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# Comment: "is better than, you say "my

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### "is better than, you say "my

"is better than, you say "my bullshit" number?"

Yes. 10% inflation/year is absolutely insane.

"My metals approach is best averaged over the years to account for weird spikes, and it is not always accurate due to other factors, as we have covered, but is far more accurate than the Core CPI will ever be."

You haven't conclusively proven the latter half of the statement. These aren't wierd spikes, these are major spikes.

Again, from 1985 to 2005, the price of silver was very constant. However, prices went up, the money supply went up, etc.

"In 1930 \$0.12 purchased a loaf of bread. Calculated against it's silver content (90%), that was worth about \$2.00 in today's silver market.

Not sure about you, but that is about what I pay for my bread. Give or take based on coupons, etc."

Purely anecdotal. I can get a loaf of bread for 99 cents somewhere. Other places it is 4.00. Anecdotes aren't data. Heck, the .12 cent number you are getting comes from government numbers. Using your own numbers, you can see how the math does not add up with many things. From 1970 to 1980, the price of silver went up 10x. Did costs of things go up 10x? Another example; silver has gone up nearly 10x in the past 22 years. Have food prices gone up 22x? Have gas prices? Have housing prices? Have hamburger prices?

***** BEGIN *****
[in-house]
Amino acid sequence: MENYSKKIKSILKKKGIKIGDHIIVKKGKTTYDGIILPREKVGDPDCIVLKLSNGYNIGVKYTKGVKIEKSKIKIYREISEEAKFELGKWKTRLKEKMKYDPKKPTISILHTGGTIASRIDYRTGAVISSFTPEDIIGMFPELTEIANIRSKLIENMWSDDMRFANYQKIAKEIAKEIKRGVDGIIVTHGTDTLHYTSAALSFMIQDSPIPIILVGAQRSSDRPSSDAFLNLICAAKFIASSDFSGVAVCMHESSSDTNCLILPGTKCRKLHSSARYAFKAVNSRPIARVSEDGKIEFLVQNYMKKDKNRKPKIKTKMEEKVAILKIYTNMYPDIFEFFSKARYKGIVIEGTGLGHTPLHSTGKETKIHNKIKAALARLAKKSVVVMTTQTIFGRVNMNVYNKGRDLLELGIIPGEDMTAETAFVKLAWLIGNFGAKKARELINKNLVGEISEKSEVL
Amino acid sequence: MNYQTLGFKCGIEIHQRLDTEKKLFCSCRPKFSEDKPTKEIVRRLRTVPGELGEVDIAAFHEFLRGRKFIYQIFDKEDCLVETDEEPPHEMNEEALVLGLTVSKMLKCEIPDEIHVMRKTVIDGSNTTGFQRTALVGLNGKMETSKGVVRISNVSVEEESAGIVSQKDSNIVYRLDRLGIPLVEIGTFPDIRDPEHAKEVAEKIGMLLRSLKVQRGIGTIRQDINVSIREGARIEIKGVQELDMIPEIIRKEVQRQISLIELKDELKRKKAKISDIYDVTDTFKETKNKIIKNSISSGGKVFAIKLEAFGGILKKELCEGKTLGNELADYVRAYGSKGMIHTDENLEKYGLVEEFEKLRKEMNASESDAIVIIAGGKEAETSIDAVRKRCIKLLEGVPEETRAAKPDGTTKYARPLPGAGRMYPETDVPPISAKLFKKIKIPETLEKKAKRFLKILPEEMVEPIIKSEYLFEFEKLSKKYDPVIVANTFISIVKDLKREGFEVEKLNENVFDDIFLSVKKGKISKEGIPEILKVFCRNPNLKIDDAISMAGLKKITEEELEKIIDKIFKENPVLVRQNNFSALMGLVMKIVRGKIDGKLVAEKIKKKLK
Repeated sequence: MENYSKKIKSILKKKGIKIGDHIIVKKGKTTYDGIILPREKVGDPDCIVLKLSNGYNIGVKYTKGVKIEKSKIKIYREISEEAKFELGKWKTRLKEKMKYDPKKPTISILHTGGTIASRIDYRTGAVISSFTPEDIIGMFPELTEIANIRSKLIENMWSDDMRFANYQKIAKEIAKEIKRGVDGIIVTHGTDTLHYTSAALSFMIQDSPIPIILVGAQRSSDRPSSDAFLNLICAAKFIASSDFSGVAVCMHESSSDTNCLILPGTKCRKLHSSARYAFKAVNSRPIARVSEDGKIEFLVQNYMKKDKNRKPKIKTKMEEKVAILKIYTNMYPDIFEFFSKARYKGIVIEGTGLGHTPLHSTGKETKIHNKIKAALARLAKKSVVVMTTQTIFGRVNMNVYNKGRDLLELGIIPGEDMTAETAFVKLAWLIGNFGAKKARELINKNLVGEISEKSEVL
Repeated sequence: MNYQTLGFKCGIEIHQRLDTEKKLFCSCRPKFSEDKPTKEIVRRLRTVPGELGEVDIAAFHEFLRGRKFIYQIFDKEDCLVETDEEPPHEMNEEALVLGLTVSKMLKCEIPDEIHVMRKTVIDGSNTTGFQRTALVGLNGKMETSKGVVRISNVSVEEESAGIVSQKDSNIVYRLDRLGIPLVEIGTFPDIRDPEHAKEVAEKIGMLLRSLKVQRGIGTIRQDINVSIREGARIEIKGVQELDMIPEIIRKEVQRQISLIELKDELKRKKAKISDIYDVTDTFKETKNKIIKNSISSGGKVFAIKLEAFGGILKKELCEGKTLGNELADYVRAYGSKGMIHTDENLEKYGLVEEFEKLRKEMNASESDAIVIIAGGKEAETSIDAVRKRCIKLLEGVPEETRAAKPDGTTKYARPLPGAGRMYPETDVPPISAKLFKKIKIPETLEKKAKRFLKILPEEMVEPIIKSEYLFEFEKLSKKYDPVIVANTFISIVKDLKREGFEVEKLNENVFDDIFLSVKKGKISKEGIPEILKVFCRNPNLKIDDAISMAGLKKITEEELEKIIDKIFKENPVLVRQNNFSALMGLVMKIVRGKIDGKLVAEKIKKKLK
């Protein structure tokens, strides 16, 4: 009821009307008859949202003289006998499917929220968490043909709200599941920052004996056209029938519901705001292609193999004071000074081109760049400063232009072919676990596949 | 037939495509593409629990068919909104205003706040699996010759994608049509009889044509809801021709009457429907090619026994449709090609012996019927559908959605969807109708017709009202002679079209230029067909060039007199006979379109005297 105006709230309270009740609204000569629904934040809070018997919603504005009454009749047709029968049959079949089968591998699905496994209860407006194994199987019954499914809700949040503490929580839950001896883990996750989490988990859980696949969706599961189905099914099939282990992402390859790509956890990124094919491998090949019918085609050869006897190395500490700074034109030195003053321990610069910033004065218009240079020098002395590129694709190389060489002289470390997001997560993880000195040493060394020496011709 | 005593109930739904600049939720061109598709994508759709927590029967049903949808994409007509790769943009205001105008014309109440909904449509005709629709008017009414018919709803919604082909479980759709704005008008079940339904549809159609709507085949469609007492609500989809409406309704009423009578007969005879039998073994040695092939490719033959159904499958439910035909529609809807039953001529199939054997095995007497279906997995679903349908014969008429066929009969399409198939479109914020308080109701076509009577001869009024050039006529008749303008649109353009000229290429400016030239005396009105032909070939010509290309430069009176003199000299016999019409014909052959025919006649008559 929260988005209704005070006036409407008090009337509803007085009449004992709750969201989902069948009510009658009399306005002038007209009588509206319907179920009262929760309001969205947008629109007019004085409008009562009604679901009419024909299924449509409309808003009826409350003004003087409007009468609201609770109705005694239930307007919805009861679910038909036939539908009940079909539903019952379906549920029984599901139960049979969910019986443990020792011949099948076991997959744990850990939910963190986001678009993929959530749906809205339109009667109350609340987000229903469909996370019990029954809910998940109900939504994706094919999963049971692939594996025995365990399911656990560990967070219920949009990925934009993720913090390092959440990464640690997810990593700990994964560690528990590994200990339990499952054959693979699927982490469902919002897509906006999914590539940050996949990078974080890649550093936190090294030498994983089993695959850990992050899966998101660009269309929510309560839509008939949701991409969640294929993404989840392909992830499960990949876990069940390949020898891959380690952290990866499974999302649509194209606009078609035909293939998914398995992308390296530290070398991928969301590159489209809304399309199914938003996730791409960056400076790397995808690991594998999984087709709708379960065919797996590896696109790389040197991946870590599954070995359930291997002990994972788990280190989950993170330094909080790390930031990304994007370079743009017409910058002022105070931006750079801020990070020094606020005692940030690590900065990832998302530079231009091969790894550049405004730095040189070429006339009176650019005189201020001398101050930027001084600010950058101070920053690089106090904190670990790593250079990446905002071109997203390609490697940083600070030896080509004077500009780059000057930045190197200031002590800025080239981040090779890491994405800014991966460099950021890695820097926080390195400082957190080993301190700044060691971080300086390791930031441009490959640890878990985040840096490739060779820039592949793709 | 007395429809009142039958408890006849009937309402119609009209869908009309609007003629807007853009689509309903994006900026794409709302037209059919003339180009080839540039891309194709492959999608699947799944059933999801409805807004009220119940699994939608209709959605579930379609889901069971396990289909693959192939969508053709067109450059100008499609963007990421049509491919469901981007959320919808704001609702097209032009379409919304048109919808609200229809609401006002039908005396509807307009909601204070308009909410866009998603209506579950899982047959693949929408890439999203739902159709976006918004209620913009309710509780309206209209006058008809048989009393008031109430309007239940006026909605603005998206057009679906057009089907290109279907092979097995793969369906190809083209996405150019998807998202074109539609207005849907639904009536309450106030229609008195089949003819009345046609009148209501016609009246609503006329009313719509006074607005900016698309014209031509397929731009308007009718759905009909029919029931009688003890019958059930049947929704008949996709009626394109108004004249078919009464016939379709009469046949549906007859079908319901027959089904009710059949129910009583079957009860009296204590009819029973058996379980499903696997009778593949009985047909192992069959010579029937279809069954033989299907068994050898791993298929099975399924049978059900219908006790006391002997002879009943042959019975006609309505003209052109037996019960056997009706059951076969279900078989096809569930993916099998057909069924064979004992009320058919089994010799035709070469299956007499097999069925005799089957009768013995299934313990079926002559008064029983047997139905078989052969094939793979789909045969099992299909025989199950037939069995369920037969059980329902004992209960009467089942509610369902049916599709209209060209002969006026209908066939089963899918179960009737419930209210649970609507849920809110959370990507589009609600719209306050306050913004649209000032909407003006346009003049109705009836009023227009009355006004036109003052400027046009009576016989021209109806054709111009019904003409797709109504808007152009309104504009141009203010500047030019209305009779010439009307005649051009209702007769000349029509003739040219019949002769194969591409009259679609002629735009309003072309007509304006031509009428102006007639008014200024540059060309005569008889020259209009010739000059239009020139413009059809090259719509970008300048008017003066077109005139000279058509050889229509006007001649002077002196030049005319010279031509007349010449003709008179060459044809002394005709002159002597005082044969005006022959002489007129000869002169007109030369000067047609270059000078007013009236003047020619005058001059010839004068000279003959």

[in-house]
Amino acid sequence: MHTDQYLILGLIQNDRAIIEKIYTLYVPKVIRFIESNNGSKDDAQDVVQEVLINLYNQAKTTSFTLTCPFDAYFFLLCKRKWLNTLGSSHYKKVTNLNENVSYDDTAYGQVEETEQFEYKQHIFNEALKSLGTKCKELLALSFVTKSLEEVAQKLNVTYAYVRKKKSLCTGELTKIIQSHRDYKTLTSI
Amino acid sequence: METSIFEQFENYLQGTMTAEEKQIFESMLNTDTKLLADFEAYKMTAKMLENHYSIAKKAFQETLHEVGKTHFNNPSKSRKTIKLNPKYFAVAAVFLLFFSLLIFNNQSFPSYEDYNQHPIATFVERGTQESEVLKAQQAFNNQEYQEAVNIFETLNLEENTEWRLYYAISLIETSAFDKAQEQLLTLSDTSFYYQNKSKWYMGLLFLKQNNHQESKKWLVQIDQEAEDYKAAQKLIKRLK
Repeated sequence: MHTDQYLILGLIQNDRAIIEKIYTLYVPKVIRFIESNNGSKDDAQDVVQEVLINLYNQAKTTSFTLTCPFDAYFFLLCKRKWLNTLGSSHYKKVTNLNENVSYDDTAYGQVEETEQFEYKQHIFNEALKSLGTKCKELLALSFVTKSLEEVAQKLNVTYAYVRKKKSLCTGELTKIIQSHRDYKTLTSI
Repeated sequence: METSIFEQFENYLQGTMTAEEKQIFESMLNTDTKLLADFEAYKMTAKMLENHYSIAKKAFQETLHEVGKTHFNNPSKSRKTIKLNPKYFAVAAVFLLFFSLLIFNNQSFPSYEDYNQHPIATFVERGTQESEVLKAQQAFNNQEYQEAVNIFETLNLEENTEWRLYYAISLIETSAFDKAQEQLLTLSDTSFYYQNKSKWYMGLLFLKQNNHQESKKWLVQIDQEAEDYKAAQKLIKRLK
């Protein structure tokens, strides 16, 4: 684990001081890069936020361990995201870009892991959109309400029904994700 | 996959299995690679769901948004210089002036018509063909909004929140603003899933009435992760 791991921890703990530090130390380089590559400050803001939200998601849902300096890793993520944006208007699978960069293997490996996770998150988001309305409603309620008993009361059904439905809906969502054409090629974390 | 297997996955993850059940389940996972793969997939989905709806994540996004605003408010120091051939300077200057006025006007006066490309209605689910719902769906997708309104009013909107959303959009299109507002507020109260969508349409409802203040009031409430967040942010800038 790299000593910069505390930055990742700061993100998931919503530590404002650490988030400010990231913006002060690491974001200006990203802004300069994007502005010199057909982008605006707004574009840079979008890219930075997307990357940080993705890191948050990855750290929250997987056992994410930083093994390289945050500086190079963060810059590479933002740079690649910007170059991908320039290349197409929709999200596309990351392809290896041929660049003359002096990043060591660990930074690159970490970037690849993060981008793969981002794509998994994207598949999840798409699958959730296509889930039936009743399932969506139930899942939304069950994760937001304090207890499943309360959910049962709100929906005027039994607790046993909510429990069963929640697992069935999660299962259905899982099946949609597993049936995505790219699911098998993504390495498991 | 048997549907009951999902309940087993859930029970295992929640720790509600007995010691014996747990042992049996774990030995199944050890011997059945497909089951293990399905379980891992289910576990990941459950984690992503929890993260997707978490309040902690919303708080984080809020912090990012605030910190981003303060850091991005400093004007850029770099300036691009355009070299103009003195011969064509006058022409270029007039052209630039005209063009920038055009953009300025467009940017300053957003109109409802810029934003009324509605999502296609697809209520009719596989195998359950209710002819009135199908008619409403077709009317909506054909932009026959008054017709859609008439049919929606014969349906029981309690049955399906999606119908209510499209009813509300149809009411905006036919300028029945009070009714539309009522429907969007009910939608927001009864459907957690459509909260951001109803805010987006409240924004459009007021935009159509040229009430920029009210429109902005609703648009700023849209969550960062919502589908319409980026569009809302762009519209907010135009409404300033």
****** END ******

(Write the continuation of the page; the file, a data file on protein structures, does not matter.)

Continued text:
"Is it always accurate? No. Is it better working with a softened average to account for spikes/dips. Yes. Is it more accurate than what the government tells us, yes."

What the government literally does is calculate inflation, by, you know, looking at the actual numbers. The government literally looks at the .12 cents in 1920 and the 4 dollars today and says, hmm, 3000% inflation. You would look at the price of silver and say because the price of silver has gone up 2300%, that must be how much the price of bread has gone up. It is intellectually lazy.

"The USD is what loses value via inflation."

True. But the most meaningful way to look at real inflation, is to look at wages/price. That tells you how valuable your labor is. That is the key principle. If we didn't have inflation, do you think wages would have risen as much as they did? Do you think, as Ron Paul does, that gas would be 12 cents a gallon with personal income at 50,000 if only we hadn't had inflation all those years? It is a ridiculous supposition.

Plan for eliminating the national debt in 10-20 years:

Specific cuts; defense spending: http://rolexian.wordpress.com/2011/01/03/more-detailed-look-a